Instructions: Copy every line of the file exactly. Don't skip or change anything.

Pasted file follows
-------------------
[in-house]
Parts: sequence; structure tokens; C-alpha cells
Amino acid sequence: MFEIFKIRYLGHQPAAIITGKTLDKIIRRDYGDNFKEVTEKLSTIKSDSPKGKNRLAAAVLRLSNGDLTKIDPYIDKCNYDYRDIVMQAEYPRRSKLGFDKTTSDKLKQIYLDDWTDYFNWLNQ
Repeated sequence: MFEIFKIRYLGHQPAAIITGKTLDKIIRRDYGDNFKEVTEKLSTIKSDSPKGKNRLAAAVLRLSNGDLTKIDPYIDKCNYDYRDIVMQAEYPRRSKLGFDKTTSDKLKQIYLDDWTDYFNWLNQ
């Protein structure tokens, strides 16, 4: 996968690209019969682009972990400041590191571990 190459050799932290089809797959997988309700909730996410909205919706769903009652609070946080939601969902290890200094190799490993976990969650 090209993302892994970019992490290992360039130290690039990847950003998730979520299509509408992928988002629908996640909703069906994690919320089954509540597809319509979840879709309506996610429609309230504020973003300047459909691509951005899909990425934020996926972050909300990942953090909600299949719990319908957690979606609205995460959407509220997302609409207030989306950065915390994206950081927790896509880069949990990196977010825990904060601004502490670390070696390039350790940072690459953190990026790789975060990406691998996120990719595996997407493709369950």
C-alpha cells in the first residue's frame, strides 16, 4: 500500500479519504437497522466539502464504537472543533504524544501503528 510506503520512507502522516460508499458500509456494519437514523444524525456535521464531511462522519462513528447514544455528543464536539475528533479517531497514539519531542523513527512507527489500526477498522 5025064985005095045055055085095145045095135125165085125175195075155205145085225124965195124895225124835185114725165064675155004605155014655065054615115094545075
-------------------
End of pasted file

[in-house]
Parts: sequence; structure tokens; C-alpha cells
Amino acid sequence: MFEIFKIRYLGHQPAAIITGKTLDKIIRRDYGDNFKEVTEKLSTIKSDSPKGKNRLAAAVLRLSNGDLTKIDPYIDKCNYDYRDIVMQAEYPRRSKLGFDKTTSDKLKQIYLDDWTDYFNWLNQ
Repeated sequence: MFEIFKIRYLGHQPAAIITGKTLDKIIRRDYGDNFKEVTEKLSTIKSDSPKGKNRLAAAVLRLSNGDLTKIDPYIDKCNYDYRDIVMQAEYPRRSKLGFDKTTSDKLKQIYLDDWTDYFNWLNQ
């Protein structure tokens, strides 16, 4: 996968690209019969682009972990400041590191571990 190459050799932290089809797959997988309700909730996410909205919706769903009652609070946080939601969902290890200094190799490993976990969650 090209993302892994970019992490290992360039130290690039990847950003998730979520299509509408992928988002629908996640909703069906994690919320089954509540597809319509979840879709309506996610429609309230504020973003300047459909691509951005899909990425934020996926972050909300990942953090909600299949719990319908957690979606609205995460959407509220997302609409207030989306950065915390994206950081927790896509880069949990990196977010825990904060601004502490670390070696390039350790940072690459953190990026790789975060990406691998996120990719595996997407493709369950």
C-alpha cells in the first residue's frame, strides 16, 4: 500500500479519504437497522466539502464504537472543533504524544501503528 510506503520512507502522516460508499458500509456494519437514523444524525456535521464531511462522519462513528447514544455528543464536539475528533479517531497514539519531542523513527512507527489500526477498522 5025064985005095045055055085095145045095135125165085125175195075155205145085225124965195124895225124835185114725165064675155004605155014655065054615115094545075